Subaru’s DL was technically a trim level of the 1400 series in the early years. It was offered in a utilitarian selection of body styles. These were 2-door sedan (as they called it), 4-door sedan and station wagon. All three body styles sat on just 96.7 inches of wheelbase. The car was small, and only weighed at best 1750 lbs., but the DL was aimed as an alternative to the popular midsize segment.
Despite Subaru’s legendary four wheel drive heritage, the 1973s were front wheel drive only. Subaru was an early pioneer in the marketing of FWD. The only engine was a 1400cc 2bbl H4 that made 61hp. The sole transmission at first was a 4-speed manual unit. 1974 was a carryover year.
In 1975, two new transmissions were now offered for the first time. These were a 5-speed manual, and a 3-speed automatic. Horsepower for the 1400 engine dropped to just 58 this year mainly due to the freshly mandated catalytic converters.
For 1976, a 1600cc 2bbl H4 was added to the option list. This one made 67hp. The same three transmissions were still offered with the larger engine. In 1977, the 1400 engine was dropped altogether.
For 1978, the car received a smoother appearance. This was done with a new hood, fenders, grille and turn signal design. Also updated were the rear lighting and instrument panel. Curb weight climbed a bit to about 2000 lbs. 1979 was a carryover year, sharing the same appearance.
In 1980, the car received its first substantial redesign. Part of the new generation included the post-coupe being discontinued and replaced with a 3-door hatchback. Average weight of the cars was now around 2100 lbs. In the power-train department, the 1600 was still the base engine but a new 1800cc 2bbl H4 was added as a second choice. Horsepower was rated at 72 on the 1800. Four wheel drive was an option for the hatchback and was a new offering for the station wagon— (The ‘4WD Wagon’ was marketed independently as its own model before this).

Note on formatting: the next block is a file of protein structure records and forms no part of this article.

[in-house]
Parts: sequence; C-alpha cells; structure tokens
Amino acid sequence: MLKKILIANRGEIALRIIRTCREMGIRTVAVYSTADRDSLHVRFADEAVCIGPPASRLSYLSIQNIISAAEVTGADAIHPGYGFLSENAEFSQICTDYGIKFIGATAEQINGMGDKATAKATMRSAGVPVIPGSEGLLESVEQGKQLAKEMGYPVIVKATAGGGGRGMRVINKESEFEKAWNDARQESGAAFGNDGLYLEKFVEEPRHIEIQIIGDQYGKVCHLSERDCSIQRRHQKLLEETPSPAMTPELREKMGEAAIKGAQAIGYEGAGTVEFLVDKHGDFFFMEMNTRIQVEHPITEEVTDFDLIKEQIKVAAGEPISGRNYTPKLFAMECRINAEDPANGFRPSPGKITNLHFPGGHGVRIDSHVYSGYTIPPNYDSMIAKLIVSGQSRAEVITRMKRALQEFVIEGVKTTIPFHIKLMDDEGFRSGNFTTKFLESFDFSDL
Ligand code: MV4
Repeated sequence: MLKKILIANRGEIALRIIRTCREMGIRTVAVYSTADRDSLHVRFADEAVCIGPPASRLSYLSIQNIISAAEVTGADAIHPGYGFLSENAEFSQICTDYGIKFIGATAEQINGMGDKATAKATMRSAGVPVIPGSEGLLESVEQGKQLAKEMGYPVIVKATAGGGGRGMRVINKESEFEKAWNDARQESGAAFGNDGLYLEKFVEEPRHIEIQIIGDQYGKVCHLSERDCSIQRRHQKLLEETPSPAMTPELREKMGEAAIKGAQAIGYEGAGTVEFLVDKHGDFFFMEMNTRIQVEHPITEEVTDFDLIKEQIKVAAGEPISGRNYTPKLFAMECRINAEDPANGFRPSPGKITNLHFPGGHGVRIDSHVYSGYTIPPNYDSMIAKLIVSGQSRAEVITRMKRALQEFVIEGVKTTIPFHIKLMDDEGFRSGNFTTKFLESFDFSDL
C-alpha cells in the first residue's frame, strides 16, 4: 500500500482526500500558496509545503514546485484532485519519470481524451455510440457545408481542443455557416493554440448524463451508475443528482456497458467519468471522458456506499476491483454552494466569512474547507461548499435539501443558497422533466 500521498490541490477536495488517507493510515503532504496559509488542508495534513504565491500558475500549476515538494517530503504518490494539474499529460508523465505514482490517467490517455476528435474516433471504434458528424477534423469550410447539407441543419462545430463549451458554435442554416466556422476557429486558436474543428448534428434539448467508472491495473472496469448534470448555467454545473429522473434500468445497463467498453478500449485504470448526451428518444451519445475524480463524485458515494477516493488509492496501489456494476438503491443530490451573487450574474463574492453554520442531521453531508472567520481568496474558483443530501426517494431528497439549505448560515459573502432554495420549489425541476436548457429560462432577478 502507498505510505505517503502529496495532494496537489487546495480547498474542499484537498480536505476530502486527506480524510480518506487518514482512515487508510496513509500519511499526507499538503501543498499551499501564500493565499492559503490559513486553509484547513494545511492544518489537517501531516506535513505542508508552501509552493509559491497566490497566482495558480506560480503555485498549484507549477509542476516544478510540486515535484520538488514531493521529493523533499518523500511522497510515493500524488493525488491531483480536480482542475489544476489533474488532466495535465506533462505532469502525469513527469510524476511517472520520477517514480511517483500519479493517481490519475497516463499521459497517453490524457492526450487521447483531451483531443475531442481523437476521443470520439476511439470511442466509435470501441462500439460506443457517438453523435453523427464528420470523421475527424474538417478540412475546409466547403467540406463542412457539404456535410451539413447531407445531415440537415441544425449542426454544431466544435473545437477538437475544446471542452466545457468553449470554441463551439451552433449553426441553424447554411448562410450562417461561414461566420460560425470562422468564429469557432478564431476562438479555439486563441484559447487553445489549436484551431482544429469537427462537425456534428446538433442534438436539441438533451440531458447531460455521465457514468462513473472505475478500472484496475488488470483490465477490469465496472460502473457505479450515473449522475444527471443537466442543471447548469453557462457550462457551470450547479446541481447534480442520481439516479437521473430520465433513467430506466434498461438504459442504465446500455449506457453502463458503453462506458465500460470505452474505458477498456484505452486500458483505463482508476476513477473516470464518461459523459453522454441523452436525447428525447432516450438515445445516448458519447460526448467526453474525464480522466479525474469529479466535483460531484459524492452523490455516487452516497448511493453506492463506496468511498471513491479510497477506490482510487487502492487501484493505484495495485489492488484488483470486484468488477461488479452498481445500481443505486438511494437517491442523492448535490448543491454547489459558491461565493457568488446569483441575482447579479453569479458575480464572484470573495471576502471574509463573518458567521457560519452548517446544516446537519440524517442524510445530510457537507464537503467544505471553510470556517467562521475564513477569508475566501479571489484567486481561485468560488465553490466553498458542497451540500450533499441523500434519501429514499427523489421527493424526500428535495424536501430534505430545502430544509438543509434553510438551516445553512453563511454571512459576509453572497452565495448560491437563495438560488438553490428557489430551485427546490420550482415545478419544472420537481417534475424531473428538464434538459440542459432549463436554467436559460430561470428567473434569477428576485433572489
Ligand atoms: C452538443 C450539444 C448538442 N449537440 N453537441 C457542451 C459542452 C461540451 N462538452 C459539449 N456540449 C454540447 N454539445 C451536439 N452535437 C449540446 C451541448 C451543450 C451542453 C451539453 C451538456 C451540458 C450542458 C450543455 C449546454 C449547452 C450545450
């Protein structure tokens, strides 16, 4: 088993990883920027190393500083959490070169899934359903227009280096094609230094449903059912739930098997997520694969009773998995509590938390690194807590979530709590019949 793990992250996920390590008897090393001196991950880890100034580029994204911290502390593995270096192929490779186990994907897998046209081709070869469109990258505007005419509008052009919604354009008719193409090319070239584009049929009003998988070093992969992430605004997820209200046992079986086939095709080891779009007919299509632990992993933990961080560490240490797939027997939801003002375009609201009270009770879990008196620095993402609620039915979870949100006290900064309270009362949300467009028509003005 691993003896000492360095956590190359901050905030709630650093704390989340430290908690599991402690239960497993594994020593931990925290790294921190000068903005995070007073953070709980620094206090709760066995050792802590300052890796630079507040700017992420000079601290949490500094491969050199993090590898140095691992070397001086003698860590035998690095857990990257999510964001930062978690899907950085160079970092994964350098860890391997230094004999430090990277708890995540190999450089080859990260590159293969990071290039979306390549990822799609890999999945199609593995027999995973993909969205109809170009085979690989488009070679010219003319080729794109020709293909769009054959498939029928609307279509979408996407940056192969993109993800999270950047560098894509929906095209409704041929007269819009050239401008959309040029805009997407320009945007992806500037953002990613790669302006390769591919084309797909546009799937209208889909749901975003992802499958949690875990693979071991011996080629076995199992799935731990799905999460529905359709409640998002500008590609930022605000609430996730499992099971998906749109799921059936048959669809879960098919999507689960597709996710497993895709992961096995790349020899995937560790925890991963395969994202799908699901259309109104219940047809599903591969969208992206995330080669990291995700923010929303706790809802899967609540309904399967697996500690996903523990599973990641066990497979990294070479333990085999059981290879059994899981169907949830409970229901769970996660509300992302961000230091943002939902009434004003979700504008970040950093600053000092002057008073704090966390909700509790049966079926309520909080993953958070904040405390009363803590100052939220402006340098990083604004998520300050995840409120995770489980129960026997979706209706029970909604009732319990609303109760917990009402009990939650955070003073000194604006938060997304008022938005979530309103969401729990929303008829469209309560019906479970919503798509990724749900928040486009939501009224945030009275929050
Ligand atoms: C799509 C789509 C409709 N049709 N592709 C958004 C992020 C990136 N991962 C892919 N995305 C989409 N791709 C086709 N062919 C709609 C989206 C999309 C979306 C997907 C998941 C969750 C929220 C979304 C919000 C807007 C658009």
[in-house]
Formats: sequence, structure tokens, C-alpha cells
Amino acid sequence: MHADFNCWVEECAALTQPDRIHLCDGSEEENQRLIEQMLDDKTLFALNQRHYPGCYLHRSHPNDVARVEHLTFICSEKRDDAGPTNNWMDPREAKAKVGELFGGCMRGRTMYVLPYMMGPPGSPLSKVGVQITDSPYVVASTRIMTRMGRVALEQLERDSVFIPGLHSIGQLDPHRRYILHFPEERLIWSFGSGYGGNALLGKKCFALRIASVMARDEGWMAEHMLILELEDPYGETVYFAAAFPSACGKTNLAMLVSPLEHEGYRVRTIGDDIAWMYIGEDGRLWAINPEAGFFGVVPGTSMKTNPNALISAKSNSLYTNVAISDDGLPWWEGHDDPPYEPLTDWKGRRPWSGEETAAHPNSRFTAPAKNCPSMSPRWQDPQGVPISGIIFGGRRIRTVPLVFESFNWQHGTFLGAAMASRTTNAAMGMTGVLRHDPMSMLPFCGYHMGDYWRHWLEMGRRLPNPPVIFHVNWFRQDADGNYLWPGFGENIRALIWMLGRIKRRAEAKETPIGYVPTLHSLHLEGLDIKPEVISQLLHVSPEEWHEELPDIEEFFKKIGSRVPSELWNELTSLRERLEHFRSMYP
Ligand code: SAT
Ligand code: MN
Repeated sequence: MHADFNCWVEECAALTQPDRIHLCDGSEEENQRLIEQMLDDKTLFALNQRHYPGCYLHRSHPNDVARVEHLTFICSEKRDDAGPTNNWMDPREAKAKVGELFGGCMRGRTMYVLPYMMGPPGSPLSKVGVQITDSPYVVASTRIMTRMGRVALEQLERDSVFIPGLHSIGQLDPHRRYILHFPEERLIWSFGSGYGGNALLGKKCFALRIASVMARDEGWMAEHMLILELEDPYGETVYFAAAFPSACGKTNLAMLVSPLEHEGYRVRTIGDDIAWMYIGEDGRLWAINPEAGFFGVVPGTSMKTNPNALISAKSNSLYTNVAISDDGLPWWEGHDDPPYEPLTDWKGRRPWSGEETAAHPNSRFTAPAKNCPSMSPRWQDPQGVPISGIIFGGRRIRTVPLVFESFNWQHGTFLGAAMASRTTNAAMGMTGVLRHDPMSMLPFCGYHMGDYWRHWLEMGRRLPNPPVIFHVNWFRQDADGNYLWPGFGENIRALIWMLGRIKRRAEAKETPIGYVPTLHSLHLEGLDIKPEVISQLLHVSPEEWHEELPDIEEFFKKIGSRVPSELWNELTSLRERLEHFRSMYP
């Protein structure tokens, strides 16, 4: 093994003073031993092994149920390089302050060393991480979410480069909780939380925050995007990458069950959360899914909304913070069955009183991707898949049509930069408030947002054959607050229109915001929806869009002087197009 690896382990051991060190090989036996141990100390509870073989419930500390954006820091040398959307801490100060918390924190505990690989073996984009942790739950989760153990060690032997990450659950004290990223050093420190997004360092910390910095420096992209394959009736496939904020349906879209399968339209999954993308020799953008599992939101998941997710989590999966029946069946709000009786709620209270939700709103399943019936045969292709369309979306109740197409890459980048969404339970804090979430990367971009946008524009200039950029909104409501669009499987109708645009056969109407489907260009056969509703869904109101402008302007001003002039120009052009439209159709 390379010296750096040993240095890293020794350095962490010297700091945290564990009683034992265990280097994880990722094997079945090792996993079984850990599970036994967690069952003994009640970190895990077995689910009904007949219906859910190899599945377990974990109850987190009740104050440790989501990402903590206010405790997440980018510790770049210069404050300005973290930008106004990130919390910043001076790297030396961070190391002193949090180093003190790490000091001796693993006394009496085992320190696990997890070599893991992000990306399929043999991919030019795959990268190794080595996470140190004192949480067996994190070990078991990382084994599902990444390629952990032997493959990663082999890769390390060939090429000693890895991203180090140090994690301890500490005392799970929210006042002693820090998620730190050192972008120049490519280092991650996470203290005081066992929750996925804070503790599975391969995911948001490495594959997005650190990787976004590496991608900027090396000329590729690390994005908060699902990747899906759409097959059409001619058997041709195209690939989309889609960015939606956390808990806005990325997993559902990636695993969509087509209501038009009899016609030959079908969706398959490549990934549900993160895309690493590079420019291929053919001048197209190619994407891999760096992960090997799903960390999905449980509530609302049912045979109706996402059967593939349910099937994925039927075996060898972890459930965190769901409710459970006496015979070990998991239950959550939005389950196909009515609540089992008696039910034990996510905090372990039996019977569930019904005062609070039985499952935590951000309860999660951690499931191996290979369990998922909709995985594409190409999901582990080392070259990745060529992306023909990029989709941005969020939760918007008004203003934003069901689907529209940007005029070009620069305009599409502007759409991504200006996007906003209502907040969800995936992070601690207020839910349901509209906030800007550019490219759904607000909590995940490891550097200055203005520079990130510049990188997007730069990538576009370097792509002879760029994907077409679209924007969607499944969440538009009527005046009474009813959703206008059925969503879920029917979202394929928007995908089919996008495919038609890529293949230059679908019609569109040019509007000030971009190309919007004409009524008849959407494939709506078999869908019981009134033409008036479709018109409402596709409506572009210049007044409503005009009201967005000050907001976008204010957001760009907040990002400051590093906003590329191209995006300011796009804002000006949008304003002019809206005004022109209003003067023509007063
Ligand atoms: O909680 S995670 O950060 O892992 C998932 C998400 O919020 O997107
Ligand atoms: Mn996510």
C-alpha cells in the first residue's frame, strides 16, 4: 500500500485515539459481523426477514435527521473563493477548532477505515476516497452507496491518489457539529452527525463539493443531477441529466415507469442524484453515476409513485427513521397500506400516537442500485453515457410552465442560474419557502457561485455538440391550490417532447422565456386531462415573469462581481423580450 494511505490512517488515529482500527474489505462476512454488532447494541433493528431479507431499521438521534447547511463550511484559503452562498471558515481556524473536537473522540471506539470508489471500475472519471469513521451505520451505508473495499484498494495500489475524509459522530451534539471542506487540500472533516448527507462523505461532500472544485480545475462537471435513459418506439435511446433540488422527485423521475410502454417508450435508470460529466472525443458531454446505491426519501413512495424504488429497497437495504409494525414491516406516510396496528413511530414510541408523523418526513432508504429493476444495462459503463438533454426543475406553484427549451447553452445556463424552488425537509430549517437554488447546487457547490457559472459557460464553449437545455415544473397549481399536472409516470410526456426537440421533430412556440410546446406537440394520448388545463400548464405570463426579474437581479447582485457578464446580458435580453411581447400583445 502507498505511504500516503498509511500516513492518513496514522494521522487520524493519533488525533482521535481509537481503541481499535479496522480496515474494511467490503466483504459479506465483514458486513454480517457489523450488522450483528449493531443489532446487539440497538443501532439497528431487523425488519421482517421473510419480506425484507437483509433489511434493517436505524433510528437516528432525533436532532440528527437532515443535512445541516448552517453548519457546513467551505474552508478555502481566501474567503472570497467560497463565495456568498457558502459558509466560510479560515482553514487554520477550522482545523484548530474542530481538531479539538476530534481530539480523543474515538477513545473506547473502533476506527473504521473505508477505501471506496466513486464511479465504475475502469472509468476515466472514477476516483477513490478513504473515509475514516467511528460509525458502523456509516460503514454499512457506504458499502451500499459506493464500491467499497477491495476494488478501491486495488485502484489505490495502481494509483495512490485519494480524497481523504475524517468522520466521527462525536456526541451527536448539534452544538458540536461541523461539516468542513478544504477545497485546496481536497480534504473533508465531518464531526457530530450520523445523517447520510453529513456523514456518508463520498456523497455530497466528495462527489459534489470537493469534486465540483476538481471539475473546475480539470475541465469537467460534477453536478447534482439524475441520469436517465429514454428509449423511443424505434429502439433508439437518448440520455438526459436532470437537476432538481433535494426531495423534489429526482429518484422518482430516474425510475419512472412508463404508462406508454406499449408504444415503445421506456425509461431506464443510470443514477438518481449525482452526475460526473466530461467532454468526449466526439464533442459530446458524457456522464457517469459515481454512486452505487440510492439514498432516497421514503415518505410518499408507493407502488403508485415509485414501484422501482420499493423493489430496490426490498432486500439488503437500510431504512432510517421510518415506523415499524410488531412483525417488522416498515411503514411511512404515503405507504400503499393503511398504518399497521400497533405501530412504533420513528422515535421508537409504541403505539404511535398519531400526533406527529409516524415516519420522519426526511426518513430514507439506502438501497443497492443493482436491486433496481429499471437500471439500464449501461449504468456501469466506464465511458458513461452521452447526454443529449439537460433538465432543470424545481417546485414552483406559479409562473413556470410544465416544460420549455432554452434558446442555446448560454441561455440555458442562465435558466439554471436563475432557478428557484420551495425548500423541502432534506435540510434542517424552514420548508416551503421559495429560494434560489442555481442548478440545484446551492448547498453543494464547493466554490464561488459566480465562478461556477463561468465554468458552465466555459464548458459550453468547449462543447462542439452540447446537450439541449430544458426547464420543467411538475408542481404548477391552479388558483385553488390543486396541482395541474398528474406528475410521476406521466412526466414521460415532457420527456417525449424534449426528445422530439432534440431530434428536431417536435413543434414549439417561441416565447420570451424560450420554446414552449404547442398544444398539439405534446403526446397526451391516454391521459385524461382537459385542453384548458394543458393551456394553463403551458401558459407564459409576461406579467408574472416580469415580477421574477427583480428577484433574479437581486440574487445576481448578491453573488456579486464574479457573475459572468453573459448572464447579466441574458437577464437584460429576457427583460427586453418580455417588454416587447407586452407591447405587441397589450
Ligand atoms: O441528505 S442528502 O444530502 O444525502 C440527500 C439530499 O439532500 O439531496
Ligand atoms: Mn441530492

1981 was a carry over year. In 1982, the 1800 H4 was now standard on the station wagon. For 1983, a new 1800cc EFI Turbo H4 was added as a second selection, but only for the four wheel drive station wagon. It made made 95hp.
This is the last year of our coverage, but before we sign off…
Early Subarus are quirky. Some might even consider them ugly. Because of these points, they might even compare to Saabs. But unlike their Swedish counterpart, rust was a serious issue on the early cars. There are relatively few examples left, so if you find one, save it!